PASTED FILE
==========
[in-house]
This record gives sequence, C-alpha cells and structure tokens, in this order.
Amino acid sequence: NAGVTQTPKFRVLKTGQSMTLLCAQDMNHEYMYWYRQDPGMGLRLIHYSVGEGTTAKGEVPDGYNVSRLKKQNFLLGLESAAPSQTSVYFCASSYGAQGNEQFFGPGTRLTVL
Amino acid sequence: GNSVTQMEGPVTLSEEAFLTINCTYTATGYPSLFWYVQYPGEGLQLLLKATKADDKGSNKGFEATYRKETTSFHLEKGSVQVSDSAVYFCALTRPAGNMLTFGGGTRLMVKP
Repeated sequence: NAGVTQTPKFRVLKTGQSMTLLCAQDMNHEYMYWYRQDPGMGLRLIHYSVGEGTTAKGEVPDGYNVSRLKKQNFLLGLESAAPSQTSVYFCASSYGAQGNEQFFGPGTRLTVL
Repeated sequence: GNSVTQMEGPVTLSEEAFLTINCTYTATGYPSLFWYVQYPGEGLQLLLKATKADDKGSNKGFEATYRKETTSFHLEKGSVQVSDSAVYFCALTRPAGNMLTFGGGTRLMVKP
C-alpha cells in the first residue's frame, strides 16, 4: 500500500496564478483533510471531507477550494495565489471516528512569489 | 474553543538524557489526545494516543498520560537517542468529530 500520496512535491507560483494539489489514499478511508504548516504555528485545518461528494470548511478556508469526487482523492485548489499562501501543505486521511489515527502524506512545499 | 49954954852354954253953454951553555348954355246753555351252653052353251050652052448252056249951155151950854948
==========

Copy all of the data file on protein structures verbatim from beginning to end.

[in-house]
This record gives sequence, C-alpha cells and structure tokens, in this order.
Amino acid sequence: NAGVTQTPKFRVLKTGQSMTLLCAQDMNHEYMYWYRQDPGMGLRLIHYSVGEGTTAKGEVPDGYNVSRLKKQNFLLGLESAAPSQTSVYFCASSYGAQGNEQFFGPGTRLTVL
Amino acid sequence: GNSVTQMEGPVTLSEEAFLTINCTYTATGYPSLFWYVQYPGEGLQLLLKATKADDKGSNKGFEATYRKETTSFHLEKGSVQVSDSAVYFCALTRPAGNMLTFGGGTRLMVKP
Repeated sequence: NAGVTQTPKFRVLKTGQSMTLLCAQDMNHEYMYWYRQDPGMGLRLIHYSVGEGTTAKGEVPDGYNVSRLKKQNFLLGLESAAPSQTSVYFCASSYGAQGNEQFFGPGTRLTVL
Repeated sequence: GNSVTQMEGPVTLSEEAFLTINCTYTATGYPSLFWYVQYPGEGLQLLLKATKADDKGSNKGFEATYRKETTSFHLEKGSVQVSDSAVYFCALTRPAGNMLTFGGGTRLMVKP
C-alpha cells in the first residue's frame, strides 16, 4: 500500500496564478483533510471531507477550494495565489471516528512569489 | 474553543538524557489526545494516543498520560537517542468529530 500520496512535491507560483494539489489514499478511508504548516504555528485545518461528494470548511478556508469526487482523492485548489499562501501543505486521511489515527502524506512545499 | 49954954852354954253953454951553555348954355246753555351252653052353251050652052448252056249951155151950854948